Number of Prior Systemic Therapies
2 (1, 8)
2 (0, 7)
Clinical ResultsEfficacy outcomes for CTCL patients are provided in Table 4. Median time to first response was 2 months (range 1 to 6) in both studies. Median time to CR was 4 months in Study 1 and 6 months in Study 2 (range 2 to 9).
Table 4. Clinical Results for CTCL Patients
*Denotes censored value.
Response RateStudy 1 (N=96)Study 2 (N=71)ORR (CR + PR), n (%)[95% Confidence Interval]
33 (34)[25, 45]
25 (35)[25, 49]
CR, n (%) [95% Confidence Interval]
6 (6)[2, 13]
4 (6)[2, 14]
PR, n (%) [95% Confidence Interval]
27 (28)[19, 38]
21 (30)[20, 43]
Duration of Response (months) N
15 (1, 20*)
11 (1, 66*)
How SuppliedRomidepsin for injection is supplied as a kit including a sterile, lyophilized powder in a 10 mg single-dose vial containing 11 mg of romidepsin, 22 mg of the bulking agent, povidone, USP, and hydrochloric acid, NF, as a pH adjuster. In addition, each kit includes a single-dose sterile vial with 2.2 mL deliverable volume of the diluent composed of 80% propylene glycol, USP, and 20% dehydrated alcohol, USP.
Romidepsin Kit containing 1 vial of romidepsin and 1 vial of diluent for romidepsin per carton.
7.1 Warfarin Or Coumarin Derivatives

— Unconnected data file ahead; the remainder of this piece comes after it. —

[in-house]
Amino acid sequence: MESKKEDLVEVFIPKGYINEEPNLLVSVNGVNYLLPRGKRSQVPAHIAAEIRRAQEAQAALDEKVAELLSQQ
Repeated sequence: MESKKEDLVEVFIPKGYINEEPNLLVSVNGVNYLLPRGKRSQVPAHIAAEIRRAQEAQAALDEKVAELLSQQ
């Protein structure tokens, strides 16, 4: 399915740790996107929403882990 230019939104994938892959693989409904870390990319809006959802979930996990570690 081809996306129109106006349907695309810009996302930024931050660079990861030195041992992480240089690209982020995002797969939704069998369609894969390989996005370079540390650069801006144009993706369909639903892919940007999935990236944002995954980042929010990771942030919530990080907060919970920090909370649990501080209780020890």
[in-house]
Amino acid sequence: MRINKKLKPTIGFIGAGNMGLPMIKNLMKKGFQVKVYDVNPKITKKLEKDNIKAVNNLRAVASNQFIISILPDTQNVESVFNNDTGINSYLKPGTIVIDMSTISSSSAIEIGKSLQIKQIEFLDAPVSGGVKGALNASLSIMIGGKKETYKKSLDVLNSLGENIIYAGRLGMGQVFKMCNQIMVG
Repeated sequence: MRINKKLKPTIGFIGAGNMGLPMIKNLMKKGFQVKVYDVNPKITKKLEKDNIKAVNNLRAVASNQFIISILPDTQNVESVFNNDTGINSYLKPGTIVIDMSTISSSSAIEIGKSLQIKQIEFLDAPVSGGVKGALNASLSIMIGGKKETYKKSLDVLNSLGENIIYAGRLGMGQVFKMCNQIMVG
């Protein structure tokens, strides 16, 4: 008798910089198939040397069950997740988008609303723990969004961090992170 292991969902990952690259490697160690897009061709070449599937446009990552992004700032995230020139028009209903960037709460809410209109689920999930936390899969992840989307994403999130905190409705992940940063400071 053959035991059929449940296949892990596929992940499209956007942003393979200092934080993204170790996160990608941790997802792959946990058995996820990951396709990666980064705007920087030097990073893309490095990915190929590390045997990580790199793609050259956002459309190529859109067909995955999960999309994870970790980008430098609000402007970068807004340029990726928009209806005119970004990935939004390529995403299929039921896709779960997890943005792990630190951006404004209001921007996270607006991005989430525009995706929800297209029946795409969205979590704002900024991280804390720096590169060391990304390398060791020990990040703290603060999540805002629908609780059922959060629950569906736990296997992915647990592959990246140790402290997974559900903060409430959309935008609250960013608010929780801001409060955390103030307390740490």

Prolongation of PT and elevation of INR were observed in a patient receiving romidepsin concomitantly with warfarin. Monitor PT and INR more frequently in patients concurrently receiving romidepsin and warfarin [see Clinical Pharmacology (12.3)].
7.2 Drugs That Inhibit Cyp3a4 Enzymes
Strong CYP3A4 inhibitors increase concentrations of romidepsin [see Clinical Pharmacology (12.3)]. Monitor for toxicity related to increased romidepsin exposure and follow the dose modifications for toxicity [see Dosage and Administration (2.2)] when romidepsin is initially co-administered with strong CYP3A4 inhibitors.
7.3 Drugs That Induce Cyp3a4 Enzymes
Rifampin (a potent CYP3A4 inducer) increased the concentrations of romidepsin [see Clinical Pharmacology (12.3)]. Avoid co-administration of romidepsin with rifampin. The use of other potent CYP3A4 inducers should be avoided when possible.